Vasks’ Love to Latvia

Review by: David Vernier

Artistic Quality: 10

Sound Quality: 10

Peteris Vasks makes an important point that every listener to his music should know: every one of his compositions is about Latvia, in some way tells the story of his homeland. Another thing you should know is that he believes that music—especially choral music—and poetry have been a major unifying factor in his country’s long fight for cultural survival and national identity against severe oppression, particularly under the Soviet regime. These points are especially important here, because this new recording features works—with one exception—set to texts by Latvian poets.

There’s not really any agenda here; rather, these 11 pieces touch on various aspects of Latvian experience: tradition (Our Mother’s Names), landscape (Plainscapes), events and symbols (Birth), seasons (Summer), folklore (The Tomtit’s Message), and sadness and hope (Silent Songs). As they were written over a period of more than 30 years—the earliest is from 1977, the most recent from 2008—the works exhibit some obvious stylistic differences; yet there’s an underlying consistency to the treatment of and respect for the texts. Whether the music ventures more into flights of dissonance, extremes of dynamics and texture, and unconventional vocal “effects” (The Tomtit’s Message; Our Mother’s Names; Birth) or stays pretty close to more traditional harmonic and textural structures, owing not a little to jazz and perhaps to Poulenc and Messiaen (Silent Songs; Summer), there’s a strong sense of linguistic resonance—no matter that we don’t speak the language at hand. And in many of these pieces Vasks has managed to capture a combined sense of melancholy—a knowing of what has been suffered and lost—with an ever-present optimism that infuses the Latvian spirit, that has kept the people and the culture alive through very hard times.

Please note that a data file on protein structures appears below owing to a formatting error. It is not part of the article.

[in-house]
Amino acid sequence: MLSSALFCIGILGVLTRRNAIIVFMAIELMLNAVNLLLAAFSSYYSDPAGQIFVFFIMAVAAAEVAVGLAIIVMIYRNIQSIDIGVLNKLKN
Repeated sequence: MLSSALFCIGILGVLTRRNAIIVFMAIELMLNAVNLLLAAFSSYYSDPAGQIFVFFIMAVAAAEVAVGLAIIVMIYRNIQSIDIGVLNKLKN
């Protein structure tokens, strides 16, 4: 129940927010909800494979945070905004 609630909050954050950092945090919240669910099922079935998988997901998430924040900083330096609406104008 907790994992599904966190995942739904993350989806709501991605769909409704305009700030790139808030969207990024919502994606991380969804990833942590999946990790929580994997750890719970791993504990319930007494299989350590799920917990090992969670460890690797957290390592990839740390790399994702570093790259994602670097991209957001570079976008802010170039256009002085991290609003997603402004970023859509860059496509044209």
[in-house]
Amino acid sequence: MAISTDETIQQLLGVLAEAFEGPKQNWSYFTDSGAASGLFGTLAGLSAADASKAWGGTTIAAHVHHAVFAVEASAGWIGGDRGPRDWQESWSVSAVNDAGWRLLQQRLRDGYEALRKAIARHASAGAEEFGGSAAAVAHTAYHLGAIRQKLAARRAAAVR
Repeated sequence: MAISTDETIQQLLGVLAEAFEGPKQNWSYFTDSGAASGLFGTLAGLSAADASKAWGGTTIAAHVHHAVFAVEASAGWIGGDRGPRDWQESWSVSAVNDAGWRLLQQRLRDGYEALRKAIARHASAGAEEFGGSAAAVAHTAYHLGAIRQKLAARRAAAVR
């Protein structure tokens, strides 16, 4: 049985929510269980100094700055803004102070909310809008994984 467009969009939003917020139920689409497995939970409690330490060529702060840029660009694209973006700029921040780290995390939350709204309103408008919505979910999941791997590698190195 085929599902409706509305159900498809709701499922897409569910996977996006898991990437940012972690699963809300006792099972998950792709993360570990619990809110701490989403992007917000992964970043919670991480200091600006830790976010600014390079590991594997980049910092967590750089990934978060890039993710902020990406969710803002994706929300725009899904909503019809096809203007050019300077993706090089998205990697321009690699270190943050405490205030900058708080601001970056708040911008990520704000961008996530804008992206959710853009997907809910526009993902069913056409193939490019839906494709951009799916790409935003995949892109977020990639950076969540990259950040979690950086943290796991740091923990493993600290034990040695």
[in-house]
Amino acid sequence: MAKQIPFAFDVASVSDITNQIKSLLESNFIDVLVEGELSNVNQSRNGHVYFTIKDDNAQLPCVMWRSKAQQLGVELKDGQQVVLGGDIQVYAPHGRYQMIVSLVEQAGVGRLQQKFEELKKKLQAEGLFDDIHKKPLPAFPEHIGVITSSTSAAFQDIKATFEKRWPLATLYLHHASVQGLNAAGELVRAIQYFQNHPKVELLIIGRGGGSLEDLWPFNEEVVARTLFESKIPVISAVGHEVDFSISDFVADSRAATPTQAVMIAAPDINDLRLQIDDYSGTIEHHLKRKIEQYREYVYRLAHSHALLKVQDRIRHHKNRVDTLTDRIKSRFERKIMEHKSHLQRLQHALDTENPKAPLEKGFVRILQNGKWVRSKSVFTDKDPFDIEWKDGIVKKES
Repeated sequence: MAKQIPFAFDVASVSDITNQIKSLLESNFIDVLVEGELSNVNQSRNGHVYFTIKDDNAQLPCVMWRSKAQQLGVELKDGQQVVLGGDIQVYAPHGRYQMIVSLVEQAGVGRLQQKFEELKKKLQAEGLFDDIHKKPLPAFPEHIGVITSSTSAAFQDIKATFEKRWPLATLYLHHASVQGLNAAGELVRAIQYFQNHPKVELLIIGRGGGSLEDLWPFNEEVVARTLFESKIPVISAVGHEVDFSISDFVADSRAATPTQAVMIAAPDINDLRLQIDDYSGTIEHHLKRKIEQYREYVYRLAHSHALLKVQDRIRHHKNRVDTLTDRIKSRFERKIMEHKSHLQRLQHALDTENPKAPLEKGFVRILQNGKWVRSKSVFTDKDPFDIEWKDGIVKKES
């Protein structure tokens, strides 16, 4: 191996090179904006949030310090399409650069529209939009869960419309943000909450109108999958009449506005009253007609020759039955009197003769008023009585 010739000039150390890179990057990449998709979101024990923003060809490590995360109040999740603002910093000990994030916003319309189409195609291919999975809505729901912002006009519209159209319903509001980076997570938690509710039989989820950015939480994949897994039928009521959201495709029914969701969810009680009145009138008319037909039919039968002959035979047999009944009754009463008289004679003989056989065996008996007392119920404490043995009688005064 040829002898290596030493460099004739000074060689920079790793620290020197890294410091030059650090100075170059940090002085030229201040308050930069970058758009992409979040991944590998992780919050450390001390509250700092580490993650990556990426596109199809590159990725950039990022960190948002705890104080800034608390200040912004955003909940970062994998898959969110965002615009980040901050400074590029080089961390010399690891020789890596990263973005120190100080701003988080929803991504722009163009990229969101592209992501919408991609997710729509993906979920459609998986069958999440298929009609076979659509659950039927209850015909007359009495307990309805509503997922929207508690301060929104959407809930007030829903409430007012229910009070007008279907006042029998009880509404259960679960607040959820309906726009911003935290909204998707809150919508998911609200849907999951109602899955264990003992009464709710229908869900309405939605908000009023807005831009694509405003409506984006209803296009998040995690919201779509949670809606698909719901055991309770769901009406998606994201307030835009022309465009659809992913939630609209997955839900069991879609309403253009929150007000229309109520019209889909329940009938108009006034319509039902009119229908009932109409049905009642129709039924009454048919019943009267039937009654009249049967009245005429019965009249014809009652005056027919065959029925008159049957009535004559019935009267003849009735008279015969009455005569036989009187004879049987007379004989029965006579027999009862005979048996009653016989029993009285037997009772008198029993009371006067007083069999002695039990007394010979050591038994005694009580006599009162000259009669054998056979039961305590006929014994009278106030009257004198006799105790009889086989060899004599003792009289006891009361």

The title work doesn’t even have a text—the choral part is a vocalise—but it’s perhaps the most “Latvian” of all the pieces on the program. Accompanied by violin and cello, this 16-minute masterpiece is like a film without need for a video component, a survey of a landscape without requiring the observer’s physical presence. Vasks’ aim here was a meditation on “the landscapes of Zemgale, where the lowlands are endless.” We close our eyes and we are lulled into a kind of floating journey across fields and hills, “resounding in silence and eternity”; birds singing, the sun rising. It’s neither gimmicky special effects nor gratuitous sound-painting; but we know where we are.

And ultimately, in a purely musical sense, the Latvian connection falls away (as with all great music, its original premise or context at some point becomes less significant) and we appreciate the music for its sheer invention and unique stylistic character. Vasks is nothing if not honest and unwavering in his view of music and his place in its grander scheme. And he’s fortunate to have the world-class Latvian Radio Choir as an advocate for his work. Wow. This choir could sing anything, and in this case they’ve chosen some pretty exceptional yet difficult music and made it come alive interpretively, but also in terms of its clear, articulate, vibrant sound. Of course there are many types of choral music fans, and among them are those that prefer to remain in the distant past; but if you really care to know what’s happening here, today, you owe it to yourself to hear this.



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Recording Details:

  • VASKS, PETERIS:
    The Tomtit's Message (1981/2004); Silent Songs (1979/1992); Our Mother's Names (1977/2003); The Sad Mother (1980/91); Summer (1978); Plainscapes (2002); Small, Warm Holiday (1988); Birth (2008)

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